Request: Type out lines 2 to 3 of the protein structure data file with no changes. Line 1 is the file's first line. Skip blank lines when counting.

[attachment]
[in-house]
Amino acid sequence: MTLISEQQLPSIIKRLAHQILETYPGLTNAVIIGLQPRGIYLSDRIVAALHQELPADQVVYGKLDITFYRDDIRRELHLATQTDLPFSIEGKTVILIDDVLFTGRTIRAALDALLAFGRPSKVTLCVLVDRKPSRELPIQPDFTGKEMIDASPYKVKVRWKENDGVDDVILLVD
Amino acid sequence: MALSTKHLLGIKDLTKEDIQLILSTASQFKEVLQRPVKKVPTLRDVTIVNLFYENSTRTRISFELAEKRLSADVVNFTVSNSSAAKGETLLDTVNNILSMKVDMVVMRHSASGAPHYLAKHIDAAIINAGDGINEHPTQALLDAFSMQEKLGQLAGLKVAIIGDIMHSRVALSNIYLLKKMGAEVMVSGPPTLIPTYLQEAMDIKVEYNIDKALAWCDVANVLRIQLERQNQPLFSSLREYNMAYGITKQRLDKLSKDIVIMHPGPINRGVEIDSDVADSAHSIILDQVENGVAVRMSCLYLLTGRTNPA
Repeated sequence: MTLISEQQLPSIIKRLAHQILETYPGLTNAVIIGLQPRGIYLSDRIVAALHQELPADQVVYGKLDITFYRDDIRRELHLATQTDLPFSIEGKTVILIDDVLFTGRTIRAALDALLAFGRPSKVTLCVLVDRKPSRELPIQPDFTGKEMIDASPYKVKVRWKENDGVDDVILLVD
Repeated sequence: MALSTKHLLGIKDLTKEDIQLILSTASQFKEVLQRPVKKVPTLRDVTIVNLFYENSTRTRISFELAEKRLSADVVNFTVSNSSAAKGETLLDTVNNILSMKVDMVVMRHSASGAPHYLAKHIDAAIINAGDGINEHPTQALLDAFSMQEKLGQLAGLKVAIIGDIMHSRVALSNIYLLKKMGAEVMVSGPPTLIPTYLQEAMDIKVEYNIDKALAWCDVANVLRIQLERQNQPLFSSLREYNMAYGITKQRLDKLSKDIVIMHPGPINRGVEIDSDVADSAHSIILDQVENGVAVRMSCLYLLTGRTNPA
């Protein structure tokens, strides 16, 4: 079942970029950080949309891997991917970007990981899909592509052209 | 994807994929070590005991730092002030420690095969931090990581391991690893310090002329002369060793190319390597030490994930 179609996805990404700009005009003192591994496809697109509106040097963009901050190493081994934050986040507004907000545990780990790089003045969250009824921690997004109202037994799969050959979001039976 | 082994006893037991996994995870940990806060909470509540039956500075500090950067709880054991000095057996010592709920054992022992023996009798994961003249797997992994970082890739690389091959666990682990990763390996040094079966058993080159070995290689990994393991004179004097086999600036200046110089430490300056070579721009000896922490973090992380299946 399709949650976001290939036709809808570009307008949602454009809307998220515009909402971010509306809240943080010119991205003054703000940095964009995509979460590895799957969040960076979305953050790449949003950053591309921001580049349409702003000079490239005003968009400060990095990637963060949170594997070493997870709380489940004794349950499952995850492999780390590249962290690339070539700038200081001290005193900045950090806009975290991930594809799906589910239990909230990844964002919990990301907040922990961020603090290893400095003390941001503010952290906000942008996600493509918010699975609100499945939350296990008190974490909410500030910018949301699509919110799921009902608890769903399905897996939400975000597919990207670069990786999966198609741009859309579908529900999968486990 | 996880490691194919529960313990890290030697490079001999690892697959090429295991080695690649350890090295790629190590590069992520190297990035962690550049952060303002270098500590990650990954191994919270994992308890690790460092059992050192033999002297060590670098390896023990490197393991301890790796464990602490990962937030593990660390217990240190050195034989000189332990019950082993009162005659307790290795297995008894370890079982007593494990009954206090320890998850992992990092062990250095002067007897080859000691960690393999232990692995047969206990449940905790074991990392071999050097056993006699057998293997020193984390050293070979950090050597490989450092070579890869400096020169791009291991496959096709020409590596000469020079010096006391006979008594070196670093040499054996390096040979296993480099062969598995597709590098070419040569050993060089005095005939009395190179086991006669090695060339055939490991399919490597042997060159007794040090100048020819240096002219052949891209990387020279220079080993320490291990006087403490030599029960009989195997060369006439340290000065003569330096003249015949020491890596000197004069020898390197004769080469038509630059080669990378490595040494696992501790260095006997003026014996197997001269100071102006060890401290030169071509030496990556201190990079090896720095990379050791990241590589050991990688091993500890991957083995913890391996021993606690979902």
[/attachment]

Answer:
Amino acid sequence: MTLISEQQLPSIIKRLAHQILETYPGLTNAVIIGLQPRGIYLSDRIVAALHQELPADQVVYGKLDITFYRDDIRRELHLATQTDLPFSIEGKTVILIDDVLFTGRTIRAALDALLAFGRPSKVTLCVLVDRKPSRELPIQPDFTGKEMIDASPYKVKVRWKENDGVDDVILLVD
Amino acid sequence: MALSTKHLLGIKDLTKEDIQLILSTASQFKEVLQRPVKKVPTLRDVTIVNLFYENSTRTRISFELAEKRLSADVVNFTVSNSSAAKGETLLDTVNNILSMKVDMVVMRHSASGAPHYLAKHIDAAIINAGDGINEHPTQALLDAFSMQEKLGQLAGLKVAIIGDIMHSRVALSNIYLLKKMGAEVMVSGPPTLIPTYLQEAMDIKVEYNIDKALAWCDVANVLRIQLERQNQPLFSSLREYNMAYGITKQRLDKLSKDIVIMHPGPINRGVEIDSDVADSAHSIILDQVENGVAVRMSCLYLLTGRTNPA